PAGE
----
Gail Radke, owns the 160-acre Asiel Stables in southern Johnson County, breeds her horses in Kentucky, races them in Illinois, and lives in Kansas. Radke said it’s a shame she has to race outside her home state. She and her husband contribute approximately $17,000 to Kentucky’s sales tax coffers and $340,000 in taxes to Illinois when that money could easily stay in Kansas.
“You can get a feel for the economic impact that our one farm has on the codependent industries in Kansas,” Radke said. “Illinois loves to have us because we shore up their revenue stream and we provide jobs.”
Opponents of racing say the tax break would have negative impacts on casinos and on community organizations in the state.
Daniel Silva, executive director of the Kansas City Chamber of Commerce, said destination casinos, such as Hollywood Casino, have a competitive bid process and a minimum of $225 million capital investment, which would be hurt by the proposed bill. The proposal to lower the tax rate does not include a competitive bid process, and Silva said that it will generate only a minor increase ($1.5 million) in capital investment to the state. Giving Ruffin a tax break would only be a setback to the community, Silva said.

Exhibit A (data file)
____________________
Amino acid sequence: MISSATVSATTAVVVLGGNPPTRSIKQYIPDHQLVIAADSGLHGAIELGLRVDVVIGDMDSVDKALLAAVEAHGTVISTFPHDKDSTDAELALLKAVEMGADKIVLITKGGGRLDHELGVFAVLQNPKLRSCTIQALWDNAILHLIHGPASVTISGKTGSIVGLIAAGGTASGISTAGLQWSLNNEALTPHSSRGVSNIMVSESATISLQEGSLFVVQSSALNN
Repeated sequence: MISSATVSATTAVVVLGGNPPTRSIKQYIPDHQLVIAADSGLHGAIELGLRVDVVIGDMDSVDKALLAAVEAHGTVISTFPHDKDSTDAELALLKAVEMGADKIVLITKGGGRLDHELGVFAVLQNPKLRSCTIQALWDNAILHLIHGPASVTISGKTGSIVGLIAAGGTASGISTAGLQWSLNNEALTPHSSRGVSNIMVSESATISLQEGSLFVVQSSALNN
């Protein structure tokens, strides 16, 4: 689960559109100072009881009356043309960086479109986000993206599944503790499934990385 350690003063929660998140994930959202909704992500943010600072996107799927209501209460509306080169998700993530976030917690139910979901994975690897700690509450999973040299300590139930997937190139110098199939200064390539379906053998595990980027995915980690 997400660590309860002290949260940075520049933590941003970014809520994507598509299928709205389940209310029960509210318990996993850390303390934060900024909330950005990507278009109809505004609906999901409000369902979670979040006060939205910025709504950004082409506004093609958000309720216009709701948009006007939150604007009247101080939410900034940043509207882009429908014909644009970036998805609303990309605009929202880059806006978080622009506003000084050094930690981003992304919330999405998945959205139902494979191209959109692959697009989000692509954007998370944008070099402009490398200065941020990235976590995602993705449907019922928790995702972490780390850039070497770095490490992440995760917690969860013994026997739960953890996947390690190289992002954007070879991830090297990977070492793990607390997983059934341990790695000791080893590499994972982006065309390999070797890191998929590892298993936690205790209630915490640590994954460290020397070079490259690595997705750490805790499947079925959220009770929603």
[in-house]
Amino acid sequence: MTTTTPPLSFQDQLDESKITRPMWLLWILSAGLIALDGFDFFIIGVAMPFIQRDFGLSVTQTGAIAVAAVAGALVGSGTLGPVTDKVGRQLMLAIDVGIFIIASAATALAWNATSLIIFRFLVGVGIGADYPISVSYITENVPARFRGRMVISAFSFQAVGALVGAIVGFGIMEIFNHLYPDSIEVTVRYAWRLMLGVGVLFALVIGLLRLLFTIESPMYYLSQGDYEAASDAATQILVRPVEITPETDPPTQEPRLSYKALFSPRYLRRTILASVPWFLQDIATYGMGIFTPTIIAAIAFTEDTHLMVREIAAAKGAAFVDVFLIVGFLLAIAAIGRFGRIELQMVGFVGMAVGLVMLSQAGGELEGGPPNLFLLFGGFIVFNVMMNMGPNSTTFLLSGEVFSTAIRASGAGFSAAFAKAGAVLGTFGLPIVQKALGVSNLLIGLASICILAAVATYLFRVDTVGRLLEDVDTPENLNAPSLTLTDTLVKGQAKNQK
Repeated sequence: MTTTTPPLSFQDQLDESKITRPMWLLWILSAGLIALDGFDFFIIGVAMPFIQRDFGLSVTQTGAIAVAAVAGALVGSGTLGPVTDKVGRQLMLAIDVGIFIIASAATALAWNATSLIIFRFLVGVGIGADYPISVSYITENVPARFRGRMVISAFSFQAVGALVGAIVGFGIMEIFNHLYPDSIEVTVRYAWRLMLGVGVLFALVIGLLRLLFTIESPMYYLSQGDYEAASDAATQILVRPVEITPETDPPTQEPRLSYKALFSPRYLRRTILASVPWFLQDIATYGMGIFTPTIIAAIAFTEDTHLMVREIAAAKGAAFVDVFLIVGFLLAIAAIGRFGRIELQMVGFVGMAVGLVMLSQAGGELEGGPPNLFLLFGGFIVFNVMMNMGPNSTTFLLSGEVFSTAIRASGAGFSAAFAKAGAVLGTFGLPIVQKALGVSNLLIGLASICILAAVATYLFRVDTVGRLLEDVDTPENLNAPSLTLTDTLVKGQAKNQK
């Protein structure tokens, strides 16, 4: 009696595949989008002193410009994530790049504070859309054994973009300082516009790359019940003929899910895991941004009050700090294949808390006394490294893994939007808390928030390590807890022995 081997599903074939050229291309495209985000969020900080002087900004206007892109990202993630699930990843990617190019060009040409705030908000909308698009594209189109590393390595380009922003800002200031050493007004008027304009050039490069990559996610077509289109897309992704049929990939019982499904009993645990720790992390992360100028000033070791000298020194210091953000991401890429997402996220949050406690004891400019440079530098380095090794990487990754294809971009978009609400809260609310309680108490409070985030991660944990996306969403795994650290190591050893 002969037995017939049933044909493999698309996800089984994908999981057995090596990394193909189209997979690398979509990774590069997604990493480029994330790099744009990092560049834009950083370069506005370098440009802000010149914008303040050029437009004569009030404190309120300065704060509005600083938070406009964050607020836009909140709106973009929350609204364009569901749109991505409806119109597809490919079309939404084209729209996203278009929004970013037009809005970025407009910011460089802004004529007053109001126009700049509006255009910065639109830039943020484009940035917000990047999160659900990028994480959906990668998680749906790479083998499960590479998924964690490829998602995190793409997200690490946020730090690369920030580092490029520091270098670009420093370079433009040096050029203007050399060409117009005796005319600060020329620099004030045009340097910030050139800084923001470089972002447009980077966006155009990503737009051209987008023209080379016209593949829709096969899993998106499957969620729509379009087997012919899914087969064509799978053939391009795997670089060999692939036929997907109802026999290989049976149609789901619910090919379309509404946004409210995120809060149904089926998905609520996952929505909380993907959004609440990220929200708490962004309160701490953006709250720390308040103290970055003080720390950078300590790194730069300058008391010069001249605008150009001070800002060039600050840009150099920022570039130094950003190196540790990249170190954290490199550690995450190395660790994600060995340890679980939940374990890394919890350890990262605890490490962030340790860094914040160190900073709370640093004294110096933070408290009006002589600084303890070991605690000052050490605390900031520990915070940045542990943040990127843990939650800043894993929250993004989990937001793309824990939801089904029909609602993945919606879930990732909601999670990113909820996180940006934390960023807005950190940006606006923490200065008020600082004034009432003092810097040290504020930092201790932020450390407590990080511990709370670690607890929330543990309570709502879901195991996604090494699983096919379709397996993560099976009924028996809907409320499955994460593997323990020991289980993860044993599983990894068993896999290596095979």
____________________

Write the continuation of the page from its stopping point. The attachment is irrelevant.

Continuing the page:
Carol Marinovich, executive director of Protect the Partnership (a coalition of Wyandotte County voices) and former mayor of Kansas City, supports the 2007 Expanded Lottery Act in the form in which it was originally passed. She says that Hollywood Casino’s roughly $4 million a year in revenues contribute to community organizations, such as the Bonner Springs/Edwardsville Education Foundation and the Boy Scouts.
“(Ruffin) has come into our community looking for a handout that will not only benefit him greatly but it will be at the expense of our community’s and state’s dollars,” Marinovich said. “Why would anyone in Wyandotte County support racing interests that have never invested in our community?”
In her mission to end dog racing, Christine Dorchak, president of the nonprofit advocacy organization GREY2K USA, said that reopening the tracks as an economic engine for the state is misguided. States such as Iowa and West Virginia have tried to use slot machines to prop up greyhound racing, but these efforts have failed and their legislatures have separated greyhound racing from casinos, Dorchak said. She criticizes what she sees as the cruel and inhumane treatment of greyhounds in racing. She also believes that dog racing is not a popular sport any more and that people are not interested in watching “dogs run around in circles.”
“Live racing is just no longer popular,” Dorchak said. “Those who suggest that it is popular are living in an 8-track (time). It’s MP3 time. Nobody is going to pull out those 8-tracks anymore. Those days are long gone.”
The House Committee on Commerce, Labor, and Economic Development is considering whether legislation should be introduced.
State legislators debate reopening horse, greyhound racetracks at the Woodlands; Jo Co resident testifies